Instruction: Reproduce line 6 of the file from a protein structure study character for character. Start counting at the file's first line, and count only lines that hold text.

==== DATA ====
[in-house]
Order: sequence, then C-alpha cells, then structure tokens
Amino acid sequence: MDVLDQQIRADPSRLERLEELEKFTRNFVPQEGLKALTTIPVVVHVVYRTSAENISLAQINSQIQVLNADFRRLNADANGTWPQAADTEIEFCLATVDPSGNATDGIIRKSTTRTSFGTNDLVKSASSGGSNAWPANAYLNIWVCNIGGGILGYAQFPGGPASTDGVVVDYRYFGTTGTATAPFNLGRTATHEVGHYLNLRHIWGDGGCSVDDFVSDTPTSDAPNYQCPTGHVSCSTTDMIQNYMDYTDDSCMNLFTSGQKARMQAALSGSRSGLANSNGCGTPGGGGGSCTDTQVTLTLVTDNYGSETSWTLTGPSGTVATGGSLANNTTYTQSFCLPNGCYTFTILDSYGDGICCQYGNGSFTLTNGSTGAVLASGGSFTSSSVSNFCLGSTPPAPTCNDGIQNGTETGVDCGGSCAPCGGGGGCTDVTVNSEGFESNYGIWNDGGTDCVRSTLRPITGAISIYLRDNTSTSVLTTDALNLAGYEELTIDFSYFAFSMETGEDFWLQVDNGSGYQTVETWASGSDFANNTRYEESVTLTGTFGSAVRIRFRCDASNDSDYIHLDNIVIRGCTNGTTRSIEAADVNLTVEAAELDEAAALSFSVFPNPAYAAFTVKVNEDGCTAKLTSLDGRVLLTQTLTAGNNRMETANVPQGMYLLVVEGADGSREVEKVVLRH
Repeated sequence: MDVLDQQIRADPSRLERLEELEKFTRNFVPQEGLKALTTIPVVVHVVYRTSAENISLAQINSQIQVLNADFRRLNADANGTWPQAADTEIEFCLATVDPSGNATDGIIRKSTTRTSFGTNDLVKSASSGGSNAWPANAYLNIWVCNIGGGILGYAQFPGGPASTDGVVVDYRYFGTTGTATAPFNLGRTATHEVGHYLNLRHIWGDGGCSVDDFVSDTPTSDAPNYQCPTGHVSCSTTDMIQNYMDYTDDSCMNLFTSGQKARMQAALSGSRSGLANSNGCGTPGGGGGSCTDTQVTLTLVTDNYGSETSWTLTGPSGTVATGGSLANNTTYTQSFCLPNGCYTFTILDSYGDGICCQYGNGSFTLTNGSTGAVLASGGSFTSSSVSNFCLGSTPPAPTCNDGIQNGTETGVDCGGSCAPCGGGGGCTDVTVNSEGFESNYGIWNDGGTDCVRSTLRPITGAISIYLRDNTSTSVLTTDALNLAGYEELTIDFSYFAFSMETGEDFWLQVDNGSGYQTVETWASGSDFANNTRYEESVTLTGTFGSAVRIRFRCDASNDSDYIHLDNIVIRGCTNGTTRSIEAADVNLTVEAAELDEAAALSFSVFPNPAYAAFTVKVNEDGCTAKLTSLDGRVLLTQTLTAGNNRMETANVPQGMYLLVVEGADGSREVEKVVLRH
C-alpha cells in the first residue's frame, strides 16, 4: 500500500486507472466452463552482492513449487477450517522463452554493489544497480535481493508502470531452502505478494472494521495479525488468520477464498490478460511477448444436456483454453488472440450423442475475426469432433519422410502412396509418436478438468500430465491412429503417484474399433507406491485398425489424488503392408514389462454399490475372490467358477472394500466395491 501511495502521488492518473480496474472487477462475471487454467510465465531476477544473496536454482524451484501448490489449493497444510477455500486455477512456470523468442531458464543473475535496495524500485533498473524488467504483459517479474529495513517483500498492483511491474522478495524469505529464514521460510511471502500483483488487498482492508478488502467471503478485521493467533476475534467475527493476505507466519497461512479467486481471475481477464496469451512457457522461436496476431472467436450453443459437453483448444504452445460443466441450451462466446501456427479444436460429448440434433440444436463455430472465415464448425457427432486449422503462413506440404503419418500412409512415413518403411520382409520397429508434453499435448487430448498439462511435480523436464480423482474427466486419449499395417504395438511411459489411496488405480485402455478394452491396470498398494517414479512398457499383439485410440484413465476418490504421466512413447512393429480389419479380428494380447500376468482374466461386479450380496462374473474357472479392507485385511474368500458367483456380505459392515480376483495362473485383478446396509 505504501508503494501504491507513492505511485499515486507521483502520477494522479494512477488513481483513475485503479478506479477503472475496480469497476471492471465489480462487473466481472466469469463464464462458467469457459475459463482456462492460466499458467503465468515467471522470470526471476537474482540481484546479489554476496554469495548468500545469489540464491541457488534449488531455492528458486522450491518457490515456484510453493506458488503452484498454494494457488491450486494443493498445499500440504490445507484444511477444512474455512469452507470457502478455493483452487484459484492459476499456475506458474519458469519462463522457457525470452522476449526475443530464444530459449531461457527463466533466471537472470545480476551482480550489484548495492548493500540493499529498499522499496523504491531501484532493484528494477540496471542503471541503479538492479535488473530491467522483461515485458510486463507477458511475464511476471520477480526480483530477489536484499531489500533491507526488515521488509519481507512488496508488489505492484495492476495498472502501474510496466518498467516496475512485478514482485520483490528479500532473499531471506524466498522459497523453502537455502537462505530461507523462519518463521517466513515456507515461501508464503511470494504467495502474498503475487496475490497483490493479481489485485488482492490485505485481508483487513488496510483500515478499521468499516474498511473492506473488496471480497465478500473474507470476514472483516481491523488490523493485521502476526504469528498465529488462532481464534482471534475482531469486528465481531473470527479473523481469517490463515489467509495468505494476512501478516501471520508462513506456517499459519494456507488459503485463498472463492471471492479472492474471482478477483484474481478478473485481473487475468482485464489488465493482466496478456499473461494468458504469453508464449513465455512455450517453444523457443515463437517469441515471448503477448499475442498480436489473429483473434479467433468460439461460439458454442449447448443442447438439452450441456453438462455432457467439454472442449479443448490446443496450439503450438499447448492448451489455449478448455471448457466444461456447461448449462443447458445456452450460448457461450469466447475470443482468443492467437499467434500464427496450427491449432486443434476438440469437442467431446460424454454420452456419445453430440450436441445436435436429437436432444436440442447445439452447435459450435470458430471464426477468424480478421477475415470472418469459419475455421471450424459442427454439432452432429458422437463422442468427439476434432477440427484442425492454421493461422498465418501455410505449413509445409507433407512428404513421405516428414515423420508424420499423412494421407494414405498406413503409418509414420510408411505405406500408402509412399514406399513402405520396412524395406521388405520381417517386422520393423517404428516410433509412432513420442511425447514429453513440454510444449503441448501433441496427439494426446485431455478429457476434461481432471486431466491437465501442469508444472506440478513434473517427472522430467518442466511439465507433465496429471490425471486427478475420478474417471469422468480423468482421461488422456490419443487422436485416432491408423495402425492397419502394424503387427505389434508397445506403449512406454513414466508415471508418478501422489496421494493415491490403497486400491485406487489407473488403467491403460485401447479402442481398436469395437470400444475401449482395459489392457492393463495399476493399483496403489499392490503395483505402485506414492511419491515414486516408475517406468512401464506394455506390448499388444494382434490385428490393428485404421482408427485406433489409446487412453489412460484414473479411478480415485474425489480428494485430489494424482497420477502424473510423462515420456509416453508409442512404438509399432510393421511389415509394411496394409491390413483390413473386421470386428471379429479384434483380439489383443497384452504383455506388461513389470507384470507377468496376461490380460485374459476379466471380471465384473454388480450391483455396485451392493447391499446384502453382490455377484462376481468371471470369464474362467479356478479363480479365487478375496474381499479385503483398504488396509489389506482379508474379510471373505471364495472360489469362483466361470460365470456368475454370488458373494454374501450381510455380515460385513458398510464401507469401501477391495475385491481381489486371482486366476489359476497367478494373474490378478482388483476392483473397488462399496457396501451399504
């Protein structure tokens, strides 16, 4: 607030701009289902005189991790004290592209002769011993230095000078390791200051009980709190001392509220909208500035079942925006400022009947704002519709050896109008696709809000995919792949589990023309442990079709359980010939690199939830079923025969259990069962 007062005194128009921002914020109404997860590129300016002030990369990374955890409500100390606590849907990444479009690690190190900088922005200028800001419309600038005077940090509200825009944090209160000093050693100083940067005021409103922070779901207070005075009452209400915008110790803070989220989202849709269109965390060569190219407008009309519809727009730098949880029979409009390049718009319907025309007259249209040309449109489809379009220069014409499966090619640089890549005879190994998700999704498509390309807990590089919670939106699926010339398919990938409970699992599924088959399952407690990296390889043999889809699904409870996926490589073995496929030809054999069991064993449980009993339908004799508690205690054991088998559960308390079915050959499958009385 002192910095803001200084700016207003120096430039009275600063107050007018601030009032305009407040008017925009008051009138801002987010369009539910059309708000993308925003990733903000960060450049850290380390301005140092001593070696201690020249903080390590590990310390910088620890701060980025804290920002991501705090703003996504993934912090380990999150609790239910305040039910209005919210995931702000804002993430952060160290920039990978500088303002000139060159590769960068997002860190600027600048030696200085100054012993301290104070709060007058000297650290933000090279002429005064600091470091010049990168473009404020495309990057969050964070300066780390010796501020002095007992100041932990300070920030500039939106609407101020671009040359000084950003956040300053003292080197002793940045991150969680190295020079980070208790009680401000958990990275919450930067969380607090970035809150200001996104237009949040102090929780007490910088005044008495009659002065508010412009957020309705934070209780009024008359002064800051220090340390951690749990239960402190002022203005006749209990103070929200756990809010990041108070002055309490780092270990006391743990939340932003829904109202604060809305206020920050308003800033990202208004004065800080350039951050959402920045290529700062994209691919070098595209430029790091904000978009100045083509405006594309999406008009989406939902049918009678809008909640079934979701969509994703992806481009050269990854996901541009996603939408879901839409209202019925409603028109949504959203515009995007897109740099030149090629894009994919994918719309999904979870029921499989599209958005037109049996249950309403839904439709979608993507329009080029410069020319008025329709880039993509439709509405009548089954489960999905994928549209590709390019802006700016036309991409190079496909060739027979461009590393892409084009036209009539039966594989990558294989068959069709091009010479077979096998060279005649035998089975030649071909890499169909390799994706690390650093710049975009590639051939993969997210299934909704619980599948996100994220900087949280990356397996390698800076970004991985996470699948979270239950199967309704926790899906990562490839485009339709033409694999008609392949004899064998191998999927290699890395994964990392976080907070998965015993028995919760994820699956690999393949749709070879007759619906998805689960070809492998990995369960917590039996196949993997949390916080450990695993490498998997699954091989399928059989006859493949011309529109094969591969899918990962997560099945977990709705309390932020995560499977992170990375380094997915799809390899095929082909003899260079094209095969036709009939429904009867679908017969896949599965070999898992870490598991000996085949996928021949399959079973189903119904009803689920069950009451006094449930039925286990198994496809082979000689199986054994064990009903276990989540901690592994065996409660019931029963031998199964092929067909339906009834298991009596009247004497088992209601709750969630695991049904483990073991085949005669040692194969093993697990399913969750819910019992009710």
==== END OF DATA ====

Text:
């Protein structure tokens, strides 16, 4: 607030701009289902005189991790004290592209002769011993230095000078390791200051009980709190001392509220909208500035079942925006400022009947704002519709050896109008696709809000995919792949589990023309442990079709359980010939690199939830079923025969259990069962 007062005194128009921002914020109404997860590129300016002030990369990374955890409500100390606590849907990444479009690690190190900088922005200028800001419309600038005077940090509200825009944090209160000093050693100083940067005021409103922070779901207070005075009452209400915008110790803070989220989202849709269109965390060569190219407008009309519809727009730098949880029979409009390049718009319907025309007259249209040309449109489809379009220069014409499966090619640089890549005879190994998700999704498509390309807990590089919670939106699926010339398919990938409970699992599924088959399952407690990296390889043999889809699904409870996926490589073995496929030809054999069991064993449980009993339908004799508690205690054991088998559960308390079915050959499958009385 002192910095803001200084700016207003120096430039009275600063107050007018601030009032305009407040008017925009008051009138801002987010369009539910059309708000993308925003990733903000960060450049850290380390301005140092001593070696201690020249903080390590590990310390910088620890701060980025804290920002991501705090703003996504993934912090380990999150609790239910305040039910209005919210995931702000804002993430952060160290920039990978500088303002000139060159590769960068997002860190600027600048030696200085100054012993301290104070709060007058000297650290933000090279002429005064600091470091010049990168473009404020495309990057969050964070300066780390010796501020002095007992100041932990300070920030500039939106609407101020671009040359000084950003956040300053003292080197002793940045991150969680190295020079980070208790009680401000958990990275919450930067969380607090970035809150200001996104237009949040102090929780007490910088005044008495009659002065508010412009957020309705934070209780009024008359002064800051220090340390951690749990239960402190002022203005006749209990103070929200756990809010990041108070002055309490780092270990006391743990939340932003829904109202604060809305206020920050308003800033990202208004004065800080350039951050959402920045290529700062994209691919070098595209430029790091904000978009100045083509405006594309999406008009989406939902049918009678809008909640079934979701969509994703992806481009050269990854996901541009996603939408879901839409209202019925409603028109949504959203515009995007897109740099030149090629894009994919994918719309999904979870029921499989599209958005037109049996249950309403839904439709979608993507329009080029410069020319008025329709880039993509439709509405009548089954489960999905994928549209590709390019802006700016036309991409190079496909060739027979461009590393892409084009036209009539039966594989990558294989068959069709091009010479077979096998060279005649035998089975030649071909890499169909390799994706690390650093710049975009590639051939993969997210299934909704619980599948996100994220900087949280990356397996390698800076970004991985996470699948979270239950199967309704926790899906990562490839485009339709033409694999008609392949004899064998191998999927290699890395994964990392976080907070998965015993028995919760994820699956690999393949749709070879007759619906998805689960070809492998990995369960917590039996196949993997949390916080450990695993490498998997699954091989399928059989006859493949011309529109094969591969899918990962997560099945977990709705309390932020995560499977992170990375380094997915799809390899095929082909003899260079094209095969036709009939429904009867679908017969896949599965070999898992870490598991000996085949996928021949399959079973189903119904009803689920069950009451006094449930039925286990198994496809082979000689199986054994064990009903276990989540901690592994065996409660019931029963031998199964092929067909339906009834298991009596009247004497088992209601709750969630695991049904483990073991085949005669040692194969093993697990399913969750819910019992009710």